Search Images Maps Play YouTube News Gmail Drive More »
Sign in
Screen reader users: click this link for accessible mode. Accessible mode has the same essential features but works better with your reader.


  1. Advanced Patent Search
Publication numberUS4312240 A
Publication typeGrant
Application numberUS 06/155,169
Publication dateJan 26, 1982
Filing dateJun 2, 1980
Priority dateJun 2, 1980
Publication number06155169, 155169, US 4312240 A, US 4312240A, US-A-4312240, US4312240 A, US4312240A
InventorsHenry M. Hermanns
Original AssigneeFischer & Porter Company
Export CitationBiBTeX, EndNote, RefMan
External Links: USPTO, USPTO Assignment, Espacenet
Corrosion-resistant variable area flowmeter
US 4312240 A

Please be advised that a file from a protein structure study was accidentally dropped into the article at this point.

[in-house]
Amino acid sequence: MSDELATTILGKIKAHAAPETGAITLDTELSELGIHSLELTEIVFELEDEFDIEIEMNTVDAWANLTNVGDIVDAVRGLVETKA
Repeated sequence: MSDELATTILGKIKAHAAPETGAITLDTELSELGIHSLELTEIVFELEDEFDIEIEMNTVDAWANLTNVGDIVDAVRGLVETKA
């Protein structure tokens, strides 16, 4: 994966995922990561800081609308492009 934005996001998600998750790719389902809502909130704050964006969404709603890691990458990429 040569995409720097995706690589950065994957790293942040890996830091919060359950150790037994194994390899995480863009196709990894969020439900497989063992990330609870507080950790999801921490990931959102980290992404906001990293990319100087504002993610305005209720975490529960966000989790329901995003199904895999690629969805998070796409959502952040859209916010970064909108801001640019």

A flowmeter of the variable area type capable of measuring corrosive liquids and gases and including a metal metering tube having a corrosion-resistant PTFE liner. To match the corrosion-resistance properties of the lined metering tube, the float assembly operating within the tube is mainly of FEP construction, the float head of the assembly which engages the inner wall of the metering tube being constructed of tantalum.
Previous page
Next page
I claim:
1. A variable-area flowmeter for measuring corrosive fluids, said flowmeter comprising:
A. a metal metering tube having a straight line cylindrical inlet section joined to a tapered intermediate section whose input has the same internal diameter as that of the inlet section and whose relatively large diameter output is joined to a straight line cylindrical section having the same internal diameter, the fluid to be metered being admitted into the inlet section to flow upwardly through the tube for discharge from the outlet section, said tube being internally lined with PTFE material which intimately conforms to the inner surface of the sections thereof; and